Early onset of puberty. Over the past 20 years, the early onset of puberty in both girls and boys has increased. Increasing evidence suggests that environmental toxin exposure to BPA, pesticides, and phthalates is one culprit affecting early-onset puberty.

Higher prevalence of some cancers. Compounds found in many environmental toxins create biological conditions that increase our susceptibility to cancers like ovarian, prostate, and breast cancers.


What is body burden?

Toxic chemicals enter our bodies from the food we eat, the air we breathe, the things we drink, and the products we use. And those chemicals can remain in our bodies for many years, even after the source of the pollutant has been removed.

Our body’s natural detoxification pathways are not designed to help us flush the thousands of chemicals we’re exposed to, causing a buildup of chemicals within our body, known as the body’s burden or toxic load.

So why is understanding your body’s burden so important?

Because not only can it help you identify your triggers, but it can also help identify ways that you can begin to detoxify from previous exposures to achieve your health and wellness goals.


Basket full of organic foods

7 Strategies to Help Reduce Toxin Exposure in Your Home

We’ve established what environmental toxins are and how they impact your health, so let’s focus on strategies to reduce your toxin exposure.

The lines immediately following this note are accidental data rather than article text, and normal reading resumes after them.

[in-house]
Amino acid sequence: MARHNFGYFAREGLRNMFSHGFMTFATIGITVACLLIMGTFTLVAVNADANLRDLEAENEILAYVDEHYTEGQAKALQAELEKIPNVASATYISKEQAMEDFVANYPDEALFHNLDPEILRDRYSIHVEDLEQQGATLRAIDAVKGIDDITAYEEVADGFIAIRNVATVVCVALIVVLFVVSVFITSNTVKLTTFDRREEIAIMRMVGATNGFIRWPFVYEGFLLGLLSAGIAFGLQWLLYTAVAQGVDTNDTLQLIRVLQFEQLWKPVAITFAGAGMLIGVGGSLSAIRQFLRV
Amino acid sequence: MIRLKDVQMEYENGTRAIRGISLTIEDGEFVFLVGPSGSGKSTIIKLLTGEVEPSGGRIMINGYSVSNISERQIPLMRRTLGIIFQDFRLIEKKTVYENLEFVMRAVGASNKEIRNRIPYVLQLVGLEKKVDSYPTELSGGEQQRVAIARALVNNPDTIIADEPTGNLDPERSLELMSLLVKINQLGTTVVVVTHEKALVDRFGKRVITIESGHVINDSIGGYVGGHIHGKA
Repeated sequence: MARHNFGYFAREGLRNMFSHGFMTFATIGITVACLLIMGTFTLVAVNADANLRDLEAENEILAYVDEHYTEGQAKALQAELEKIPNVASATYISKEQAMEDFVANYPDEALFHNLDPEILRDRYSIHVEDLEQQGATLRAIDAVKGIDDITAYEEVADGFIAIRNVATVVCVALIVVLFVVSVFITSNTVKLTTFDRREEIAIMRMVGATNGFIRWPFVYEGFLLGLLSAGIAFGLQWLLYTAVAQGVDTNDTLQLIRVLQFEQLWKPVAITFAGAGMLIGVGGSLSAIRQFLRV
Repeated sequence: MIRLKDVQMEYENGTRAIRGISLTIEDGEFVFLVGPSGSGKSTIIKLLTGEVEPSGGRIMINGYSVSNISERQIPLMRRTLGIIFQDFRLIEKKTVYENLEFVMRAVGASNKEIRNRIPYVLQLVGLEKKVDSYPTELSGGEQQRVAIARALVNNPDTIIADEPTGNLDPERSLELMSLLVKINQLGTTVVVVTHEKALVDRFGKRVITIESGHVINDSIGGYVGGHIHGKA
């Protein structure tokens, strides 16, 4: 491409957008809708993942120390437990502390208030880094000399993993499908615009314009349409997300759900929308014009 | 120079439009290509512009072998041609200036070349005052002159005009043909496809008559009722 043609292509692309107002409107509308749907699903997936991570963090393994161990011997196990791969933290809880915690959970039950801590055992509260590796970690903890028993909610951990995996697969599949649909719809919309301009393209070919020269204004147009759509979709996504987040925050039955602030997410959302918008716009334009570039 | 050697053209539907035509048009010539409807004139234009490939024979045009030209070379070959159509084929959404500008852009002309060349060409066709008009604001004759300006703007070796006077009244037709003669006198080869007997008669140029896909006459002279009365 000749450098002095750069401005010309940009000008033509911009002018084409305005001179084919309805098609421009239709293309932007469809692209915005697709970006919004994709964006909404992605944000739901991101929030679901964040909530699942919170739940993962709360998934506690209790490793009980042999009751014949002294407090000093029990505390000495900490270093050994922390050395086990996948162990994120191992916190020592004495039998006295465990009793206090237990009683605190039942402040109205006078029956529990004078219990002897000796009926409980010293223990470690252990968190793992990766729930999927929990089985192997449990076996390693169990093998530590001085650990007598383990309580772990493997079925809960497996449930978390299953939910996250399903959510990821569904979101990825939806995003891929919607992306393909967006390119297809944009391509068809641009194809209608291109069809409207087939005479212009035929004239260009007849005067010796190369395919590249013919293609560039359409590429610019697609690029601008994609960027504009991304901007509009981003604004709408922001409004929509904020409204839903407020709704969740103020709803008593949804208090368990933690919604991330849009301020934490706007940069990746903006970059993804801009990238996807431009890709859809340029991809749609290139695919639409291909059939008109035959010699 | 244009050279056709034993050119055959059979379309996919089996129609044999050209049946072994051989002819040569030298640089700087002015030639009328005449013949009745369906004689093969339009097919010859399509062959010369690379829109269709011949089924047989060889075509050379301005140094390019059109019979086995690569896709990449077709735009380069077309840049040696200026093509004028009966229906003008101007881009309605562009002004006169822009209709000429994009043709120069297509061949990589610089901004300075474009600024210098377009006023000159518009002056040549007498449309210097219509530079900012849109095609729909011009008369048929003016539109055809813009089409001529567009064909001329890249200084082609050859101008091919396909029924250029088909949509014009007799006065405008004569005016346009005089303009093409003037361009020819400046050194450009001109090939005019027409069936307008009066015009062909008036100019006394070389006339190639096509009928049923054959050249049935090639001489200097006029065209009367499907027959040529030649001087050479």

Here are 7 strategies you can use today to help reduce your toxin exposure and help promote a healthy and balanced body.


1. Prioritize organic foods.

Conventionally grown produce is typically sprayed with pesticides and herbicides in the fields, which can increase your organophosphate exposure. Organic produce is always the preferred option, but it may not be reasonable for everyone. Instead, review the Environmental Working Group’s “Dirty Dozen” list of produce with the highest levels of pesticide residue to prioritize purchasing those organic. And the “Clean 15” list can help, too, allowing you to choose foods that are less contaminated even when conventionally grown.


2. Give your personal care products a makeover.

So many of the products we use daily contain chemicals that can be easily absorbed into the skin. Products such as make-up, shampoo, conditioner, face wash, and soap all contain phthalates and parabens, which are potentially hazardous to your health.

Check out the EWG’s Skin Deep database for products that don’t contain phthalates and parabens or to help identify “cleaner” alternatives to products. Try the Think Dirty app for an “on-the-go” assessment of your products. This handy app allows you to scan products right in the store!


3. Switch out your plastic products.

Sadly, most plastics contain BPs or phthalates. Especially plastics that are soft and pliable.

Start by switching out your plastic containers and water bottles for glass or stainless steel alternatives. It’s also good to try and avoid single-use plastics that are bad for you and the environment. Lastly, when plastic is heated, the BPA and phthalates can leach into your food or beverage. So, when it’s time to warm up your food, transfer it to a microwave-safe glass or ceramic container.


4. Use non-toxic cleaning products.

It’s difficult to know precisely what is in most cleaning products because they aren’t required to list their ingredients on the label. Instead, focus on using non-toxic cleaning products that voluntarily disclose the ingredients or make your own cleaners from natural household products like vinegar and baking soda.